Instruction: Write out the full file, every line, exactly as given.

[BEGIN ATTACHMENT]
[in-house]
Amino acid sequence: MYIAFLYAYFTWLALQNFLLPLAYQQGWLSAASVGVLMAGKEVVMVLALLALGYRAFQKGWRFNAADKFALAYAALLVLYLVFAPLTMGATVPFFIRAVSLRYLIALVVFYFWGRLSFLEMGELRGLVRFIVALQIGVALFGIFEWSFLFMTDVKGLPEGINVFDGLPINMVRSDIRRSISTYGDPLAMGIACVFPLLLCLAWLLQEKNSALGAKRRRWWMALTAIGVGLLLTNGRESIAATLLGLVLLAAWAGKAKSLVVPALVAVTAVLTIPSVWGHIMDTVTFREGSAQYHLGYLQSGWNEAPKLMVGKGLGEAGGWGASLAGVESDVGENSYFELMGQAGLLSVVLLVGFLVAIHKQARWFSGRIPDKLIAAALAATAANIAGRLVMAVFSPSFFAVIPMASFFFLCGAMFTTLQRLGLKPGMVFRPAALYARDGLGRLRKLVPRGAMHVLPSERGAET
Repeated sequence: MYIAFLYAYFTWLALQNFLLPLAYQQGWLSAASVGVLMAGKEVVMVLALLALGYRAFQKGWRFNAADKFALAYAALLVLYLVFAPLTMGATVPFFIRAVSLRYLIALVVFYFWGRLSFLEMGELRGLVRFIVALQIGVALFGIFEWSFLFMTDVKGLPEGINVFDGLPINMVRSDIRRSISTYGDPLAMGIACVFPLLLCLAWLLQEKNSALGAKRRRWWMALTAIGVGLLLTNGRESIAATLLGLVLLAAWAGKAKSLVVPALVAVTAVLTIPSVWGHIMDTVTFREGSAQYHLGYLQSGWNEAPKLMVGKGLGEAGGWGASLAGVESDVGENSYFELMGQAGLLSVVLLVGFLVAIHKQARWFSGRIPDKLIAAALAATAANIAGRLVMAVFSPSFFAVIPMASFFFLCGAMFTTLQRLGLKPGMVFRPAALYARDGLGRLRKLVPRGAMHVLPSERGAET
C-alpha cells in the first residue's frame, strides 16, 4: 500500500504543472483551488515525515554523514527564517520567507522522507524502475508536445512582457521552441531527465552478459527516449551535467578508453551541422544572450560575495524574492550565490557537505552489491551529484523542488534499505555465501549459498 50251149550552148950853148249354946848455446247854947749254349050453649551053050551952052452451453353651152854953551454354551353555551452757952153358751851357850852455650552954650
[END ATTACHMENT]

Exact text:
[in-house]
Amino acid sequence: MYIAFLYAYFTWLALQNFLLPLAYQQGWLSAASVGVLMAGKEVVMVLALLALGYRAFQKGWRFNAADKFALAYAALLVLYLVFAPLTMGATVPFFIRAVSLRYLIALVVFYFWGRLSFLEMGELRGLVRFIVALQIGVALFGIFEWSFLFMTDVKGLPEGINVFDGLPINMVRSDIRRSISTYGDPLAMGIACVFPLLLCLAWLLQEKNSALGAKRRRWWMALTAIGVGLLLTNGRESIAATLLGLVLLAAWAGKAKSLVVPALVAVTAVLTIPSVWGHIMDTVTFREGSAQYHLGYLQSGWNEAPKLMVGKGLGEAGGWGASLAGVESDVGENSYFELMGQAGLLSVVLLVGFLVAIHKQARWFSGRIPDKLIAAALAATAANIAGRLVMAVFSPSFFAVIPMASFFFLCGAMFTTLQRLGLKPGMVFRPAALYARDGLGRLRKLVPRGAMHVLPSERGAET
Repeated sequence: MYIAFLYAYFTWLALQNFLLPLAYQQGWLSAASVGVLMAGKEVVMVLALLALGYRAFQKGWRFNAADKFALAYAALLVLYLVFAPLTMGATVPFFIRAVSLRYLIALVVFYFWGRLSFLEMGELRGLVRFIVALQIGVALFGIFEWSFLFMTDVKGLPEGINVFDGLPINMVRSDIRRSISTYGDPLAMGIACVFPLLLCLAWLLQEKNSALGAKRRRWWMALTAIGVGLLLTNGRESIAATLLGLVLLAAWAGKAKSLVVPALVAVTAVLTIPSVWGHIMDTVTFREGSAQYHLGYLQSGWNEAPKLMVGKGLGEAGGWGASLAGVESDVGENSYFELMGQAGLLSVVLLVGFLVAIHKQARWFSGRIPDKLIAAALAATAANIAGRLVMAVFSPSFFAVIPMASFFFLCGAMFTTLQRLGLKPGMVFRPAALYARDGLGRLRKLVPRGAMHVLPSERGAET
C-alpha cells in the first residue's frame, strides 16, 4: 500500500504543472483551488515525515554523514527564517520567507522522507524502475508536445512582457521552441531527465552478459527516449551535467578508453551541422544572450560575495524574492550565490557537505552489491551529484523542488534499505555465501549459498 50251149550552148950853148249354946848455446247854947749254349050453649551053050551952052452451453353651152854953551454354551353555551452757952153358751851357850852455650552954650